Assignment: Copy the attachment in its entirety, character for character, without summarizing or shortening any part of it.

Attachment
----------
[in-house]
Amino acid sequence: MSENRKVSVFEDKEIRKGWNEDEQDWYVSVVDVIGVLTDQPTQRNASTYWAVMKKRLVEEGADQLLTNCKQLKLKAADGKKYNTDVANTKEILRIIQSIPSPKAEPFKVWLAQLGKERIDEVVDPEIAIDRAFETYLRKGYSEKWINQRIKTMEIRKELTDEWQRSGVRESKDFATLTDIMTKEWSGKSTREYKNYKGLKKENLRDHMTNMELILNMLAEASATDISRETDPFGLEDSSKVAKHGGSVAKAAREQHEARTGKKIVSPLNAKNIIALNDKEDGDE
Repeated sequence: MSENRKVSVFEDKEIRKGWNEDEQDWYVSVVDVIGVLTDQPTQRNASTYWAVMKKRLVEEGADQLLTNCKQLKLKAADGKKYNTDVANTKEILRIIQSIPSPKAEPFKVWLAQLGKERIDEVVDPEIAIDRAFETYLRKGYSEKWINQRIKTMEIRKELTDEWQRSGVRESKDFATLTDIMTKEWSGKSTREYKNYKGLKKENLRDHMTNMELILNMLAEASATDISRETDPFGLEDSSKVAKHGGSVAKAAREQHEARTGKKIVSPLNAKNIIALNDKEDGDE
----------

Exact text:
[in-house]
Amino acid sequence: MSENRKVSVFEDKEIRKGWNEDEQDWYVSVVDVIGVLTDQPTQRNASTYWAVMKKRLVEEGADQLLTNCKQLKLKAADGKKYNTDVANTKEILRIIQSIPSPKAEPFKVWLAQLGKERIDEVVDPEIAIDRAFETYLRKGYSEKWINQRIKTMEIRKELTDEWQRSGVRESKDFATLTDIMTKEWSGKSTREYKNYKGLKKENLRDHMTNMELILNMLAEASATDISRETDPFGLEDSSKVAKHGGSVAKAAREQHEARTGKKIVSPLNAKNIIALNDKEDGDE
Repeated sequence: MSENRKVSVFEDKEIRKGWNEDEQDWYVSVVDVIGVLTDQPTQRNASTYWAVMKKRLVEEGADQLLTNCKQLKLKAADGKKYNTDVANTKEILRIIQSIPSPKAEPFKVWLAQLGKERIDEVVDPEIAIDRAFETYLRKGYSEKWINQRIKTMEIRKELTDEWQRSGVRESKDFATLTDIMTKEWSGKSTREYKNYKGLKKENLRDHMTNMELILNMLAEASATDISRETDPFGLEDSSKVAKHGGSVAKAAREQHEARTGKKIVSPLNAKNIIALNDKEDGDE